Loving science and admiring her family doctor while growing up in Jamaica, Hurley decided on medicine early. She knew students had to start young in order to be prepared for the rigors of pre-med college courses. Her long-term strategy for diversifying UConn medical and dental schools involved developing a pipeline of students interested in science. She and her team work with science teachers, principals and guidance counselors in Hartford, Bloomfield, East Hartford and Manchester to identify middle school students and begin working with them. Through the Doctors Academy, high school students commit to attending college prep-level math and science classes 30 Saturdays a year and six weeks in the summer through all four years of high school.
“They need to be motivated. They need to be dependable and recommended by their teachers,” Hurley says. They can be ‘B’ students who are willing to put in the effort, she says, adding, “I think students will respond to the expectations you have for them.” It’s helpful for them to be surrounded by peers working toward similar goals. “I cannot study for them. We provide the opportunities. They know we believe in them.”
One of this year’s UConn School of Medicine graduates who has benefited from Hurley’s vision is Windsor native Faith Crittenden, who earned an undergraduate degree in chemistry from UConn and a master’s in public health from the Yale School of Public Health. Starting her residency in pediatrics at Yale New Haven Health in July, Crittenden had always loved math and science and planned to be a nurse until, at 16, she heard about the HCOP from a friend, she says.
“Through HCOP, I realized I wanted to go into medical school. Everyone in my family were nurses; that’s what I knew,” Crittenden says. Through the Saturday Academy and summer programs, she met medical students who looked like her and were from similar backgrounds. “It was when interacting with one of the students when I thought, ‘If she can go into medicine, I can too.’ ” She has participated “in every program ever since” and she credits Hurley and her team with “making sure everyone feels confident being there. One person tells another person and they join a pipeline,” she says. The summer program attracts students from the whole country, she says, and she now has friends working in several states. She enjoyed being one of many students of color in medical school, she says, because, “I think it made it easier to see a diversity of thought. Usually when you’re the one [person of color,] everyone comes to you and asks your opinion. We have kids who are second- and third-generation Black doctors as well as first generation.”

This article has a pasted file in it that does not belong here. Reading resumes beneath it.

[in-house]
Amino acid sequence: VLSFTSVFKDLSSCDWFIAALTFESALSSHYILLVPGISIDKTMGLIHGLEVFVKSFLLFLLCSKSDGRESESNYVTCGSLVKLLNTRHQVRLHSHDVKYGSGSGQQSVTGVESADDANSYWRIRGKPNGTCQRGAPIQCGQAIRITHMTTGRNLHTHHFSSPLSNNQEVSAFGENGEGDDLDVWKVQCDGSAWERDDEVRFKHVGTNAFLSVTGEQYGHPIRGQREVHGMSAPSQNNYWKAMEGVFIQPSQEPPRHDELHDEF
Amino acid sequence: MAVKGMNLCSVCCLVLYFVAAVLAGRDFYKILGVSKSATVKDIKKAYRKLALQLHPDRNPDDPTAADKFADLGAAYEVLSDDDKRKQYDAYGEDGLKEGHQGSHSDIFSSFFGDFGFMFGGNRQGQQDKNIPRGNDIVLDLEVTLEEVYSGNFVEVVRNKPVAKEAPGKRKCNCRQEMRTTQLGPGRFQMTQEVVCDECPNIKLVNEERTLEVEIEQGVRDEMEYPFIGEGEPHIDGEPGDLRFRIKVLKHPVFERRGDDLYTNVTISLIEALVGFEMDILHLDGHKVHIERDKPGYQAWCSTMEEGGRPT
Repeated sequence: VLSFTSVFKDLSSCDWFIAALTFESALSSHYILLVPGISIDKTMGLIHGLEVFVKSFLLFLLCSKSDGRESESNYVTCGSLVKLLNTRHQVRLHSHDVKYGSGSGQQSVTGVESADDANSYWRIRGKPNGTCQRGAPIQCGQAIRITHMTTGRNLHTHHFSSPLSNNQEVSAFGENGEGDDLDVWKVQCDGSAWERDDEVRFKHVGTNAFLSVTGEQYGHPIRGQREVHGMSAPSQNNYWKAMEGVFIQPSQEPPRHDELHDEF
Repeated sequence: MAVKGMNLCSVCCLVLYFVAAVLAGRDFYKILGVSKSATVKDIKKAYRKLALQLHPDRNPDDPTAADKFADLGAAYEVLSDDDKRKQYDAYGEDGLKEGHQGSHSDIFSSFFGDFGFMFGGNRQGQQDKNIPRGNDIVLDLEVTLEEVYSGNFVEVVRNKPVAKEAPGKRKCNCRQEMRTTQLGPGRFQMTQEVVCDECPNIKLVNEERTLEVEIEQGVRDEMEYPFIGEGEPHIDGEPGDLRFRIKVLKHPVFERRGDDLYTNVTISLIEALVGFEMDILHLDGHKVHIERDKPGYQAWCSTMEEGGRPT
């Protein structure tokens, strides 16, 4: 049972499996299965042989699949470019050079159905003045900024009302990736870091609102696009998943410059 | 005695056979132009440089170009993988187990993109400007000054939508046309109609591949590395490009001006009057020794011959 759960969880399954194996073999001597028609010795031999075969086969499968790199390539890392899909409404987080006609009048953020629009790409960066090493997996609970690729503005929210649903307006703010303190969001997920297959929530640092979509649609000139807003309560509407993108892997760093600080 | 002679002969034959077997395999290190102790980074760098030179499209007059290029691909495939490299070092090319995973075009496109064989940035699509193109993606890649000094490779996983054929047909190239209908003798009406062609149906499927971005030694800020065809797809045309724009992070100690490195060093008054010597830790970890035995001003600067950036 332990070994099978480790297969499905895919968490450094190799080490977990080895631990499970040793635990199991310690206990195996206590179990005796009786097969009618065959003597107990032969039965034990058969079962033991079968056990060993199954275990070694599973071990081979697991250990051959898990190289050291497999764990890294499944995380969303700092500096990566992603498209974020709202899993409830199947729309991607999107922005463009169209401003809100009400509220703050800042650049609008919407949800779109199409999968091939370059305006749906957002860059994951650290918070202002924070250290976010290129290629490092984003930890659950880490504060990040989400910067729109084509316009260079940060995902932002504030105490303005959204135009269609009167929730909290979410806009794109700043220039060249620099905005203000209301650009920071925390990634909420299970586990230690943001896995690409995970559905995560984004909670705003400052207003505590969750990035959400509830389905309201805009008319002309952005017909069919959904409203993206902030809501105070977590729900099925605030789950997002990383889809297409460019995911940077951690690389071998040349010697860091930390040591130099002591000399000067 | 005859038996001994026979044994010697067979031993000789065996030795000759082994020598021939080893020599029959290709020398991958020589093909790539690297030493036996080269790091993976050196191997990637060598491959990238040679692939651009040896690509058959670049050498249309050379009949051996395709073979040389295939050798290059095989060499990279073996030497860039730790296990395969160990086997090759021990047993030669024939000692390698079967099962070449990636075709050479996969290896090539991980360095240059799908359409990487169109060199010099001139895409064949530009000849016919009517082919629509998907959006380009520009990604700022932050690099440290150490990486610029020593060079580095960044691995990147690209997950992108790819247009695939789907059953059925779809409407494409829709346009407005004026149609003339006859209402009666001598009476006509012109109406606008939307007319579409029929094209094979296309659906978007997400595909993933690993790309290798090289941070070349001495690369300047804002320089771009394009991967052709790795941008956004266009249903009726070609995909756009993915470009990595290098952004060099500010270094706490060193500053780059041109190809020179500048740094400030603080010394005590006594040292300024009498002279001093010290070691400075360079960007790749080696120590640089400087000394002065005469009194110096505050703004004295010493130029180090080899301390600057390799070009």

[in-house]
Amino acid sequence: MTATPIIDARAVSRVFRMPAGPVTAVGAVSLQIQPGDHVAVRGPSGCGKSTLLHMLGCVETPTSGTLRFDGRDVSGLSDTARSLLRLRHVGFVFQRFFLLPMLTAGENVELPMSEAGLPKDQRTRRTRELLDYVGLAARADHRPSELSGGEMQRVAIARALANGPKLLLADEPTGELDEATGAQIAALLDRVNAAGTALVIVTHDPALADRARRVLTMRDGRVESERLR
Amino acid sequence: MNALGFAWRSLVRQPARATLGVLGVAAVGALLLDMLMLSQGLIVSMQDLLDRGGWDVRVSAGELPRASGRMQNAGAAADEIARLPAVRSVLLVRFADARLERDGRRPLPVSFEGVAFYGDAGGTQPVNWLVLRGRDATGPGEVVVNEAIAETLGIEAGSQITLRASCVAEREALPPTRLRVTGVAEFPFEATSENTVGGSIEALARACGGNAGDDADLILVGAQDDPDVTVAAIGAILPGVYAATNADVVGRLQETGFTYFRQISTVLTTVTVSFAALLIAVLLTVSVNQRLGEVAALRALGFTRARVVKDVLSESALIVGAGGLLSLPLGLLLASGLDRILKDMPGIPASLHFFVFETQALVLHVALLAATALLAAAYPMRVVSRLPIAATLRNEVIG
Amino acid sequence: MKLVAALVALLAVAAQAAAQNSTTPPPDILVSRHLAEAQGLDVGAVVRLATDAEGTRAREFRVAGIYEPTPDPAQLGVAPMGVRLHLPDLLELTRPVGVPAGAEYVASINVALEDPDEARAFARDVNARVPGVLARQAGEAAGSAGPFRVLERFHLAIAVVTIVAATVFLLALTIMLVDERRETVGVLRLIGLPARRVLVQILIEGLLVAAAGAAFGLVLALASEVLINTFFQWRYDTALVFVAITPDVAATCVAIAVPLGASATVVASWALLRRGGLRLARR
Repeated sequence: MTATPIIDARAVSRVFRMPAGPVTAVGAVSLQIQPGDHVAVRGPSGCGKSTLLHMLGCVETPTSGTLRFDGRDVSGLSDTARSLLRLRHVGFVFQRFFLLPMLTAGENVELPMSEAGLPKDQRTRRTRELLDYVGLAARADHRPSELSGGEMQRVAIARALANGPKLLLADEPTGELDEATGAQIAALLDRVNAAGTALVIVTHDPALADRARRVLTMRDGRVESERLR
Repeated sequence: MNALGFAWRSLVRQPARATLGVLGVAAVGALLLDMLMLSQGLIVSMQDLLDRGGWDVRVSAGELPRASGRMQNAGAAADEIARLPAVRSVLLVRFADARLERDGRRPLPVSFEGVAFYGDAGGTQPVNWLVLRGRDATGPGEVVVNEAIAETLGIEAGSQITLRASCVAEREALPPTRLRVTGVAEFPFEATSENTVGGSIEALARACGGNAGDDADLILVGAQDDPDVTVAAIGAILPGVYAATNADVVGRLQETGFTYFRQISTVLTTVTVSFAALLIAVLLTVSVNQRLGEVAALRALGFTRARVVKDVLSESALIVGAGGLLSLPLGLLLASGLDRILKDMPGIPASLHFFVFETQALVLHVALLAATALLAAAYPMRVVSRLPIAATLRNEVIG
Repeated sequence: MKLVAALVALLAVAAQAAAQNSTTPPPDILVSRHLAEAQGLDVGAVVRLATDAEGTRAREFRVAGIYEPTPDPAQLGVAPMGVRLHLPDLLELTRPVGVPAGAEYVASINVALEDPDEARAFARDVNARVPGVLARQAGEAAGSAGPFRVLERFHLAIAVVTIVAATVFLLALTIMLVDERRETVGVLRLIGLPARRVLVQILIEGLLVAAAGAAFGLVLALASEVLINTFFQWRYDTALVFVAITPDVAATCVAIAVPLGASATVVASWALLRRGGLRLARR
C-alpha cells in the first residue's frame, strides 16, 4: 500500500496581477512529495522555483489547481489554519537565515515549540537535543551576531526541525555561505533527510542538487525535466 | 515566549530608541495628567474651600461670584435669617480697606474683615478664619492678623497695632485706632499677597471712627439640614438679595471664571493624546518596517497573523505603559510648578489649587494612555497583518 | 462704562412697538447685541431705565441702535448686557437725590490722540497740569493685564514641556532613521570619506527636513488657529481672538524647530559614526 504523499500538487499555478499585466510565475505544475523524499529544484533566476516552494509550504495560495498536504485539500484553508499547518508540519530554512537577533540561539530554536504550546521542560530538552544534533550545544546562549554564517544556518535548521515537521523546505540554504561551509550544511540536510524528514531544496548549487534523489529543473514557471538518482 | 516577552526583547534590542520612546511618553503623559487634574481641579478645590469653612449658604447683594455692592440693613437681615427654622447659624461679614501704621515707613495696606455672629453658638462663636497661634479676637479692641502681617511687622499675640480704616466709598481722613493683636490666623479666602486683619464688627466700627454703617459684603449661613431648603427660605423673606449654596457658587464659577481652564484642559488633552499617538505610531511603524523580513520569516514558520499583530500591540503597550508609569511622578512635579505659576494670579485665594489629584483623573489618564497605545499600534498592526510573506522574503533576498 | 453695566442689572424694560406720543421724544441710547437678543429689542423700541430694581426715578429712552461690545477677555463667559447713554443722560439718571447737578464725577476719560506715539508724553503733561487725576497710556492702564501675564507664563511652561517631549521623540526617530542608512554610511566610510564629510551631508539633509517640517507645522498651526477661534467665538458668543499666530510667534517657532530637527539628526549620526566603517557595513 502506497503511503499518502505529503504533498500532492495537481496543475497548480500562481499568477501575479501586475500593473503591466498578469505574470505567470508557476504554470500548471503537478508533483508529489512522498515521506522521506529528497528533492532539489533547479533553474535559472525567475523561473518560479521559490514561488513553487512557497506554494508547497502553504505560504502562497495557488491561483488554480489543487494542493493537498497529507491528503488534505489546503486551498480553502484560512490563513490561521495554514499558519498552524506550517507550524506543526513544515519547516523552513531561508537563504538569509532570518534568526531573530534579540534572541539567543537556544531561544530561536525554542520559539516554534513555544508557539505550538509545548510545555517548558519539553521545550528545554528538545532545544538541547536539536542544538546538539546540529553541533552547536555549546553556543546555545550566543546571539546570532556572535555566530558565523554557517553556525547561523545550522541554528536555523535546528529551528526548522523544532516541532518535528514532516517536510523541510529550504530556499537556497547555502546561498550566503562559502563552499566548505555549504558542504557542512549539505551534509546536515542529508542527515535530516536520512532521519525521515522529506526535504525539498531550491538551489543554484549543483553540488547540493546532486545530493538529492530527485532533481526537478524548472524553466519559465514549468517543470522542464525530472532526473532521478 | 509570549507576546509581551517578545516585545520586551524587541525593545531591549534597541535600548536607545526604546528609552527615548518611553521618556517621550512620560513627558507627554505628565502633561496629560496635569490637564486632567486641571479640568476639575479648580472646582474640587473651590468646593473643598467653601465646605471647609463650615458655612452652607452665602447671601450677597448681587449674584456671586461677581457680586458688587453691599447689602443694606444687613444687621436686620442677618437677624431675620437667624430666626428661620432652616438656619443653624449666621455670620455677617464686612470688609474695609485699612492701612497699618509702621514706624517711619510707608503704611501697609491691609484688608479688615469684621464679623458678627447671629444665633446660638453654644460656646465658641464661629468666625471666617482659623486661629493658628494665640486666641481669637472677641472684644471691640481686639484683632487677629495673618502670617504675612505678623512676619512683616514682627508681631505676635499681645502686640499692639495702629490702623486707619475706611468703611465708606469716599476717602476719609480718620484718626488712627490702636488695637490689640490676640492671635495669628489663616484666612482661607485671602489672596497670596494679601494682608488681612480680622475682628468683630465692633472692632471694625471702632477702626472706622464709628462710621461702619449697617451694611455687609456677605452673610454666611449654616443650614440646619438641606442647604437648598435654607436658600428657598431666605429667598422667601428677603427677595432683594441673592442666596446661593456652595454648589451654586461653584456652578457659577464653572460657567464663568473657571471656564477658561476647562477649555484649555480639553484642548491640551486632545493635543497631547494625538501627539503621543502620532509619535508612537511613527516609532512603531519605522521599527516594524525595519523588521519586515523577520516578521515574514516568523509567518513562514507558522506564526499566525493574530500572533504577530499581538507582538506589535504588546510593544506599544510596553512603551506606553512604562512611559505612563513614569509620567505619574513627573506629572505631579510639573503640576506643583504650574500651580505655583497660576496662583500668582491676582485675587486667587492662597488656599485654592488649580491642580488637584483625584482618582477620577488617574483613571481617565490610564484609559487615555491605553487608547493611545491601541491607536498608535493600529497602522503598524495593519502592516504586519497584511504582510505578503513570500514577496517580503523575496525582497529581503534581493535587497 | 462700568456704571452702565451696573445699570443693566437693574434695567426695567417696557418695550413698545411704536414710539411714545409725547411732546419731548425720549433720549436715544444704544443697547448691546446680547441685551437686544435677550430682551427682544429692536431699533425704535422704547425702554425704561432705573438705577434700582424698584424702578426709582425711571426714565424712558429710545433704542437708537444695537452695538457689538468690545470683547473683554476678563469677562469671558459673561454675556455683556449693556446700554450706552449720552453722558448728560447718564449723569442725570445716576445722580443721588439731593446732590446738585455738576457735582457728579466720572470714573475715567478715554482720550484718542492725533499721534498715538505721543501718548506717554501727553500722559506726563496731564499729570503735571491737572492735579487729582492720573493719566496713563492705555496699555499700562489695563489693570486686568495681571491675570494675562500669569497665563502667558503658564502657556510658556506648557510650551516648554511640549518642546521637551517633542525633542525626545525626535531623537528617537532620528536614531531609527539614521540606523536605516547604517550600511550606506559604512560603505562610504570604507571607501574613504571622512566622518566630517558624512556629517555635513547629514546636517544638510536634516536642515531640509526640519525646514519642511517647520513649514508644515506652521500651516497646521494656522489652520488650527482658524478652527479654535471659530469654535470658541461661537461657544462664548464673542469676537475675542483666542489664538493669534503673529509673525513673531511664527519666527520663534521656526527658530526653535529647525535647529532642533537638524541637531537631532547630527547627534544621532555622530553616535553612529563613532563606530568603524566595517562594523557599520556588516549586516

Despite the success of her programs, Hurley says the biggest challenge to reaching more students is funding. The John and Valerie Rowe Endowment has provided $6 million, for which Hurley is grateful.
Understanding the importance of parental buy-in, the team offers seminars for parents and guardians to teach them what their children need to do to be prepared for college. Before the pandemic, they offered parents dinner seminars on health-related topics such as diabetes and hypertension. Since COVID-19, they’ve given virtual presentations in English and Spanish on several topics, including the COVID vaccines, she says. “I’m not quite sure we would have been as successful without the parents.”